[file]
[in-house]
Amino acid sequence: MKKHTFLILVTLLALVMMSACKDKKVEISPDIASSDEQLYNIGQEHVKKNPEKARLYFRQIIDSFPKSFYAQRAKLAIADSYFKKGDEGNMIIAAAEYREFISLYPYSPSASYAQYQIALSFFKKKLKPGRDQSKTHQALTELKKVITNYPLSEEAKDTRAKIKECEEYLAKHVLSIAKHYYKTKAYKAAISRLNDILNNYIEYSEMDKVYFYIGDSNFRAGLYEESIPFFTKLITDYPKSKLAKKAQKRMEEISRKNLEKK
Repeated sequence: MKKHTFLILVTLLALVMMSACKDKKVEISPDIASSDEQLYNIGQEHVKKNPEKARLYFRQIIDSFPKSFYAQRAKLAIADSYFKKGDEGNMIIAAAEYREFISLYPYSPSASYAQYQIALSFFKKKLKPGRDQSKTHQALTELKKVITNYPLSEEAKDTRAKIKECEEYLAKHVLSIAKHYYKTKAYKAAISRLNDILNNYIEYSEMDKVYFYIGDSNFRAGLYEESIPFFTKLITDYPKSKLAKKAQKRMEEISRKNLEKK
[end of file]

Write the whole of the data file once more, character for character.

[in-house]
Amino acid sequence: MKKHTFLILVTLLALVMMSACKDKKVEISPDIASSDEQLYNIGQEHVKKNPEKARLYFRQIIDSFPKSFYAQRAKLAIADSYFKKGDEGNMIIAAAEYREFISLYPYSPSASYAQYQIALSFFKKKLKPGRDQSKTHQALTELKKVITNYPLSEEAKDTRAKIKECEEYLAKHVLSIAKHYYKTKAYKAAISRLNDILNNYIEYSEMDKVYFYIGDSNFRAGLYEESIPFFTKLITDYPKSKLAKKAQKRMEEISRKNLEKK
Repeated sequence: MKKHTFLILVTLLALVMMSACKDKKVEISPDIASSDEQLYNIGQEHVKKNPEKARLYFRQIIDSFPKSFYAQRAKLAIADSYFKKGDEGNMIIAAAEYREFISLYPYSPSASYAQYQIALSFFKKKLKPGRDQSKTHQALTELKKVITNYPLSEEAKDTRAKIKECEEYLAKHVLSIAKHYYKTKAYKAAISRLNDILNNYIEYSEMDKVYFYIGDSNFRAGLYEESIPFFTKLITDYPKSKLAKKAQKRMEEISRKNLEKK